Supply-Side Inefficiencies and Competitive Federalism: Lessons from Patents, Yachting, and Bluebooks
The ongoing debate about whether Delaware's dominance in the market for corporate charters is a race to the top or a race to the bottom often turns on whether one believes corporate managers are driven to incorporate (or reincorporate) in the state that provides the most efficient law. William Cary ( 1974) and his followers have argued that managers abuse their discretion to incorporate in states that benefit managerial interests at the expense of shareholder interests; Ralph Winter ( 1977) and his followers (see, e.g., Easterbrook & Fischel 1991) have argued that, because managers' discretion is constrained by promoters or by the threat of a potential takeover, managers will tend to incorporate in states that provide laws which maximize the value of corporate equity.1 Thus, in the end much of the debate about corporate competitive federalism turns out to be a question of agency costs and whether these agency costs are constrained by various forms of market discipline.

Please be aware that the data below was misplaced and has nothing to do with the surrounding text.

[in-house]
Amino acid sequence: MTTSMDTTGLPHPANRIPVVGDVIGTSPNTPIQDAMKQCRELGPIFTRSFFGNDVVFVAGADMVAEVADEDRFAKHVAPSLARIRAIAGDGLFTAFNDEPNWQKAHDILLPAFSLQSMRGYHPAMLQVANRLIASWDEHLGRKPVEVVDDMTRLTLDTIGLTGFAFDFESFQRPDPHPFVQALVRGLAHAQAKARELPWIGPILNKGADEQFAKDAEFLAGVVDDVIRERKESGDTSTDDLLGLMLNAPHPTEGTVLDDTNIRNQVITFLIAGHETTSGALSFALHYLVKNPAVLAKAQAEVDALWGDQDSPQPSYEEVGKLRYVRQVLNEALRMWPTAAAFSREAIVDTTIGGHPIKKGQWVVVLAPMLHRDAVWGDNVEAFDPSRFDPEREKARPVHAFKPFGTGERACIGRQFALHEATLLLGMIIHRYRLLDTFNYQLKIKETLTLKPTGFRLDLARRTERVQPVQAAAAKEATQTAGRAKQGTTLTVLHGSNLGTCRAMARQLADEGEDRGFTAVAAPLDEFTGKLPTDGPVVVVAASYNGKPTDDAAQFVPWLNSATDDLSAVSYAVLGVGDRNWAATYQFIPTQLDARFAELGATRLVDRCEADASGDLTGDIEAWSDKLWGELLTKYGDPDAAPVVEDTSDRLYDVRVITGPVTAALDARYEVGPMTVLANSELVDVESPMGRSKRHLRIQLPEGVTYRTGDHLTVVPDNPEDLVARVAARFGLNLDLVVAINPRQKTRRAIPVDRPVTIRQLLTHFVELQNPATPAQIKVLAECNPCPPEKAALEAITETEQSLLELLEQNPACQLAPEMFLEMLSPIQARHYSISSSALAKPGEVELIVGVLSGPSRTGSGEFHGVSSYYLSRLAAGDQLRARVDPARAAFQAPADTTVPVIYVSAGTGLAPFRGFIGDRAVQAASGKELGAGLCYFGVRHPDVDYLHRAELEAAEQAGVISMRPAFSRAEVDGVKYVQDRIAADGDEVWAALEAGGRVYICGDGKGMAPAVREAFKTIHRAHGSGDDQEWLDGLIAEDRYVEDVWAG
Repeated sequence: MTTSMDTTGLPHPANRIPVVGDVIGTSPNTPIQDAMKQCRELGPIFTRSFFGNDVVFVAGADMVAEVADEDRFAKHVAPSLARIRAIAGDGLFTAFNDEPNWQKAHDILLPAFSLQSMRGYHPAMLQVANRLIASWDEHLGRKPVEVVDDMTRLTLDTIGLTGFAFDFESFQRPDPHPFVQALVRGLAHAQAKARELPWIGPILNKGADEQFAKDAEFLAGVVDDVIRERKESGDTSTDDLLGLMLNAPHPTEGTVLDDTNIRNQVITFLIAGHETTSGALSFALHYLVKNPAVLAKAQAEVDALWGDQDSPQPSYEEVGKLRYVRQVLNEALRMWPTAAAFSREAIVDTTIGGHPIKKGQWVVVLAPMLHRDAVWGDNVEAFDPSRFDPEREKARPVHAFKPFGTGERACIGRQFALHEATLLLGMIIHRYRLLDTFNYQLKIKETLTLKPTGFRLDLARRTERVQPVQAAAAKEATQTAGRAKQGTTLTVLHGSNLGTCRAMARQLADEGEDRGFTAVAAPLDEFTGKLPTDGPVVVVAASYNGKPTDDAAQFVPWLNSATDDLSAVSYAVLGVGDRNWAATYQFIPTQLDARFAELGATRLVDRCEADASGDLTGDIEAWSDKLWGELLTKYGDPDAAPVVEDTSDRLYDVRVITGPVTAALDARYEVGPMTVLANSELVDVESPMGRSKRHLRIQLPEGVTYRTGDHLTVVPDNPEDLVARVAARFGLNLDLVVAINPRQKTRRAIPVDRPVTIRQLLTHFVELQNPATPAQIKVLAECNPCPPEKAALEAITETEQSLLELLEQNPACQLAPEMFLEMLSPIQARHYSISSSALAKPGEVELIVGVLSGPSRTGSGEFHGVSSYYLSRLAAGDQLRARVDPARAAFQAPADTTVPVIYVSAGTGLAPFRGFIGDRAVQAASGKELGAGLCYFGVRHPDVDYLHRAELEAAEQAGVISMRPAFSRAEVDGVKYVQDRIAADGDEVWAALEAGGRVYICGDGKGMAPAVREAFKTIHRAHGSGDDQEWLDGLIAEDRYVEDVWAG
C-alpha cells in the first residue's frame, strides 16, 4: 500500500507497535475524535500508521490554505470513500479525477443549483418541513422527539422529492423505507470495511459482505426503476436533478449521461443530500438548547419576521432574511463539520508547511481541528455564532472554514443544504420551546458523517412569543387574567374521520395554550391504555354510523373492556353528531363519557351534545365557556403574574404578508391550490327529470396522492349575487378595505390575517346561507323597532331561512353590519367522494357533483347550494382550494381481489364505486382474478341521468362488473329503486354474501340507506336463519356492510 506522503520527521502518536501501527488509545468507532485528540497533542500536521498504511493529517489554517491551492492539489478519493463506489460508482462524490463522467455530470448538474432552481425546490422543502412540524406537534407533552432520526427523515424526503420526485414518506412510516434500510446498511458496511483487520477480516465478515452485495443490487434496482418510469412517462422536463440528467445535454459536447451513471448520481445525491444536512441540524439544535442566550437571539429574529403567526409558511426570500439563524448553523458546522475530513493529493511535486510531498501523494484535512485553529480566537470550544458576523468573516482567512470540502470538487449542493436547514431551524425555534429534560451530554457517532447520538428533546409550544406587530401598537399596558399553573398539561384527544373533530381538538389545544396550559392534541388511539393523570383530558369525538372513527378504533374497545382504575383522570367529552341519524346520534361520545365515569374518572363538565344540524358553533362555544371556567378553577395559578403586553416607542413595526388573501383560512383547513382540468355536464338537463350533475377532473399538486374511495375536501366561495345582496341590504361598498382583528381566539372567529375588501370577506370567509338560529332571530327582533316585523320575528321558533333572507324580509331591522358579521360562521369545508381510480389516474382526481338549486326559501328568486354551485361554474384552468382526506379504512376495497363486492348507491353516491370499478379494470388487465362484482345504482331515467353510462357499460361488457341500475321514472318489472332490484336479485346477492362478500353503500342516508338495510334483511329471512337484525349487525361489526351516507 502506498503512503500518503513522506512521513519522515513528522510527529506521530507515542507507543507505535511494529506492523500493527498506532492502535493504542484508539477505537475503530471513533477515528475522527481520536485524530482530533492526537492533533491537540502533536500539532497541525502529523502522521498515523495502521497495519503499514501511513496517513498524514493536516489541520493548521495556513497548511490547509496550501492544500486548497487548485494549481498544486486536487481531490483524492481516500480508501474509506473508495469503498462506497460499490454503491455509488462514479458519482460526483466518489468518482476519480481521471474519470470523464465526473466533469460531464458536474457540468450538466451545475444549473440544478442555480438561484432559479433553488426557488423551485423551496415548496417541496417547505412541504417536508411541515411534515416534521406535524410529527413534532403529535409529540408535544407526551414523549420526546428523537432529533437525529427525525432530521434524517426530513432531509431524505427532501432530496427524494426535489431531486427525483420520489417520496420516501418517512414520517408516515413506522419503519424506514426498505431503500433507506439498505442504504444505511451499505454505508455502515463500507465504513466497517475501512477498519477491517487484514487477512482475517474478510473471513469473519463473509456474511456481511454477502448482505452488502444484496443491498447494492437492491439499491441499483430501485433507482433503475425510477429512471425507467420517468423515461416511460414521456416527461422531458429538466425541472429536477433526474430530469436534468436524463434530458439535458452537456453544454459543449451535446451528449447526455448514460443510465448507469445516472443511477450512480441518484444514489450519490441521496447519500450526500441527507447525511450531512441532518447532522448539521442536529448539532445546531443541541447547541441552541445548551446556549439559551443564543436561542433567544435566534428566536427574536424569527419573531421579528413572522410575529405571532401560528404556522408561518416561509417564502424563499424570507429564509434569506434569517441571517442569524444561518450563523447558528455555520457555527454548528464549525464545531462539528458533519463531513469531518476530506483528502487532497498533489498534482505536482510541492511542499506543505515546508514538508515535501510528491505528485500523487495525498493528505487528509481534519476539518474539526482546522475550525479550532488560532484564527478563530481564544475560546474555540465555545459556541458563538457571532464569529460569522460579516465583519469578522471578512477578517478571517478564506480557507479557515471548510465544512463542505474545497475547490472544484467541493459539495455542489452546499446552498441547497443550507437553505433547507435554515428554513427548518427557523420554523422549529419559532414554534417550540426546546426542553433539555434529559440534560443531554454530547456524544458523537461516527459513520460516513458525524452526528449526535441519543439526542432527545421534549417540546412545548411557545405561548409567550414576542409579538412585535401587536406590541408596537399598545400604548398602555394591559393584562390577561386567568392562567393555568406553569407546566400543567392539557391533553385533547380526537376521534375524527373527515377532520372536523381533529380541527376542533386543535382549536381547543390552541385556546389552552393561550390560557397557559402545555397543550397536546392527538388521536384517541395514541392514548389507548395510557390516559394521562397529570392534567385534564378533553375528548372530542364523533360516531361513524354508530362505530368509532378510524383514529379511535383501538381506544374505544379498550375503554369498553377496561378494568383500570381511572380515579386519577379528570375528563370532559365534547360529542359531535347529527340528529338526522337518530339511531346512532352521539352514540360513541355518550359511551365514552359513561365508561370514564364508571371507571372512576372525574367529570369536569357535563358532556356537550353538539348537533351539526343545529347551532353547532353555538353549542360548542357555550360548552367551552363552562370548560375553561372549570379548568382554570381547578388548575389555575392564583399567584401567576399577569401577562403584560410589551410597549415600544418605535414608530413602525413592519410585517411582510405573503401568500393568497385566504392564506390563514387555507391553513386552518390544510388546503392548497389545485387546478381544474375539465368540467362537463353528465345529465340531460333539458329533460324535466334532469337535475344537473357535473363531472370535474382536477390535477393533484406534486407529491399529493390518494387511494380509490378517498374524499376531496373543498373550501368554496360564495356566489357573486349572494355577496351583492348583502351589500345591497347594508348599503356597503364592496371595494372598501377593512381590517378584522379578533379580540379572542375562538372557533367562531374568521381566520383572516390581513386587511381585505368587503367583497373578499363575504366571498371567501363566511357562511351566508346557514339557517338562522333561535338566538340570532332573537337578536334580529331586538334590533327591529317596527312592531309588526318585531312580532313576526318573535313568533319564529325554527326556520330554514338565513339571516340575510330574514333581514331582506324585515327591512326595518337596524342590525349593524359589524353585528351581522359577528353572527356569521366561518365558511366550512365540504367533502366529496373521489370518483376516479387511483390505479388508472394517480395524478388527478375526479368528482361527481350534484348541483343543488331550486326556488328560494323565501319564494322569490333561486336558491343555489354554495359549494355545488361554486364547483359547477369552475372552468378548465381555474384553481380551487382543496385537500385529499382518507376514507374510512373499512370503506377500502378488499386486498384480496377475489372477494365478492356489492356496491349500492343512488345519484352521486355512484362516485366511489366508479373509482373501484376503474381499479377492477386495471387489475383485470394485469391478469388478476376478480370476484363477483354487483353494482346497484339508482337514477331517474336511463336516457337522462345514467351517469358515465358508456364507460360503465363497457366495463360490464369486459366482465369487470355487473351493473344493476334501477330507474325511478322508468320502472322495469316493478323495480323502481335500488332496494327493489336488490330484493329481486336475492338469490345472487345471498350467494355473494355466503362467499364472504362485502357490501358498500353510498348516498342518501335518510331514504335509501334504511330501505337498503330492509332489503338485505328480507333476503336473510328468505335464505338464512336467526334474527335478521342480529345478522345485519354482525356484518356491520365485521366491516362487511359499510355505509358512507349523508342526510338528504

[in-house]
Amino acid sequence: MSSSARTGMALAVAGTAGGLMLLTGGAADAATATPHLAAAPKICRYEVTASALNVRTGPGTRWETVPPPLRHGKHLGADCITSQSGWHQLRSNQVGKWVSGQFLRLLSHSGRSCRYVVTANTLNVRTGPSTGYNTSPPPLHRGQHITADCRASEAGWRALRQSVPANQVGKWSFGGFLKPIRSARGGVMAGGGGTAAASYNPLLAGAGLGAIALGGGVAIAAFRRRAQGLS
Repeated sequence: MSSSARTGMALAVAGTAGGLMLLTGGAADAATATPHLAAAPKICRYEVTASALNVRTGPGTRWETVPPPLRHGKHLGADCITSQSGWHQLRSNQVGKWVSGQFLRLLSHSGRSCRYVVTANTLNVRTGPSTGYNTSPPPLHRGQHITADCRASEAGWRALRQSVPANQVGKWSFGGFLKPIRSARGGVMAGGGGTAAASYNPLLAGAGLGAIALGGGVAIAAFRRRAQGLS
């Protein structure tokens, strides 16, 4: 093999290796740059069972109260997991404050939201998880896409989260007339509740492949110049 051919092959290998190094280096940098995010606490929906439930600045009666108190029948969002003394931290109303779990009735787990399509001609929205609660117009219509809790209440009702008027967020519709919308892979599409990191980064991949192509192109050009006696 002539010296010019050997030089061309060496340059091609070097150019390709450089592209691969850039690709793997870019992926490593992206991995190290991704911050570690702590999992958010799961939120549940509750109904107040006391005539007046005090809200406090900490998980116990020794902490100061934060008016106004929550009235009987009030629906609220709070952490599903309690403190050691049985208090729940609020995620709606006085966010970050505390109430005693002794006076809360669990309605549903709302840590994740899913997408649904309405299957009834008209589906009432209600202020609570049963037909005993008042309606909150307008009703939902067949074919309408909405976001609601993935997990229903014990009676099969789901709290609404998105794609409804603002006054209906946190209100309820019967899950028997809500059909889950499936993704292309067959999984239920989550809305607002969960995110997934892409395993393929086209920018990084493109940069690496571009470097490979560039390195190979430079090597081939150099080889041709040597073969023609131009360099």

This chapter explores different types of inefficiencies that may be generated even if the managers faithfully try to maximize shareholders' interests. Thus, this chapter examines inefficiencies that might persist even if firms were wholly owned by managers--so that there were no separation of ownership from control.2
Extending the image of Roberta Romano ( 1985; 1993) that corporate statutory law is a 'product' supplied by the franchising state and purchased (as an input) by the firm, this chapter focuses on supply-side inefficiencies, whereas the race to the bottom theorists of Cary's ilk focused on the____________________